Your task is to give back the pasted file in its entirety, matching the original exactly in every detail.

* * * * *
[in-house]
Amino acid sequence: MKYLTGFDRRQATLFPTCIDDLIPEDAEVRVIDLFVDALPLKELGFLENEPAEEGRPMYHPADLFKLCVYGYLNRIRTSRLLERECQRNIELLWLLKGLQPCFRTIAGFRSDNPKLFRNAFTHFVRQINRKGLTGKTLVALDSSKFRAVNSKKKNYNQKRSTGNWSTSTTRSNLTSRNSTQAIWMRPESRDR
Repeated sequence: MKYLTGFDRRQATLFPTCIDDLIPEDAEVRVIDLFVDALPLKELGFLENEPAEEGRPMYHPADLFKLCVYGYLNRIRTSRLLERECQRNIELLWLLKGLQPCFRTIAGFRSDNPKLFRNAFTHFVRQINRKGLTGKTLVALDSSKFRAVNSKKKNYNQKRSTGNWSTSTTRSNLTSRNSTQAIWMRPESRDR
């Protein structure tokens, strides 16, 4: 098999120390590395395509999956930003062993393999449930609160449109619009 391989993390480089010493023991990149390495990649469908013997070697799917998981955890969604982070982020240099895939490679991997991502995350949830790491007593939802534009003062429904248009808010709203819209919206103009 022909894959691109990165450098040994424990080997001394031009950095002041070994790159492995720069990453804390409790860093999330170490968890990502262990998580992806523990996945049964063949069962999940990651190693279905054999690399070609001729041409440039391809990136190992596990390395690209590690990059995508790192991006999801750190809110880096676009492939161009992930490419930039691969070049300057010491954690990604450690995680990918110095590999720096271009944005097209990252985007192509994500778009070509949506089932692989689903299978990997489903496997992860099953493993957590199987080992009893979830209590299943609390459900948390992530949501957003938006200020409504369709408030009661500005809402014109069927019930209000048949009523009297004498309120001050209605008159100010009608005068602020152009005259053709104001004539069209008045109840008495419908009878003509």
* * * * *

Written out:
[in-house]
Amino acid sequence: MKYLTGFDRRQATLFPTCIDDLIPEDAEVRVIDLFVDALPLKELGFLENEPAEEGRPMYHPADLFKLCVYGYLNRIRTSRLLERECQRNIELLWLLKGLQPCFRTIAGFRSDNPKLFRNAFTHFVRQINRKGLTGKTLVALDSSKFRAVNSKKKNYNQKRSTGNWSTSTTRSNLTSRNSTQAIWMRPESRDR
Repeated sequence: MKYLTGFDRRQATLFPTCIDDLIPEDAEVRVIDLFVDALPLKELGFLENEPAEEGRPMYHPADLFKLCVYGYLNRIRTSRLLERECQRNIELLWLLKGLQPCFRTIAGFRSDNPKLFRNAFTHFVRQINRKGLTGKTLVALDSSKFRAVNSKKKNYNQKRSTGNWSTSTTRSNLTSRNSTQAIWMRPESRDR
């Protein structure tokens, strides 16, 4: 098999120390590395395509999956930003062993393999449930609160449109619009 391989993390480089010493023991990149390495990649469908013997070697799917998981955890969604982070982020240099895939490679991997991502995350949830790491007593939802534009003062429904248009808010709203819209919206103009 022909894959691109990165450098040994424990080997001394031009950095002041070994790159492995720069990453804390409790860093999330170490968890990502262990998580992806523990996945049964063949069962999940990651190693279905054999690399070609001729041409440039391809990136190992596990390395690209590690990059995508790192991006999801750190809110880096676009492939161009992930490419930039691969070049300057010491954690990604450690995680990918110095590999720096271009944005097209990252985007192509994500778009070509949506089932692989689903299978990997489903496997992860099953493993957590199987080992009893979830209590299943609390459900948390992530949501957003938006200020409504369709408030009661500005809402014109069927019930209000048949009523009297004498309120001050209605008159100010009608005068602020152009005259053709104001004539069209008045109840008495419908009878003509």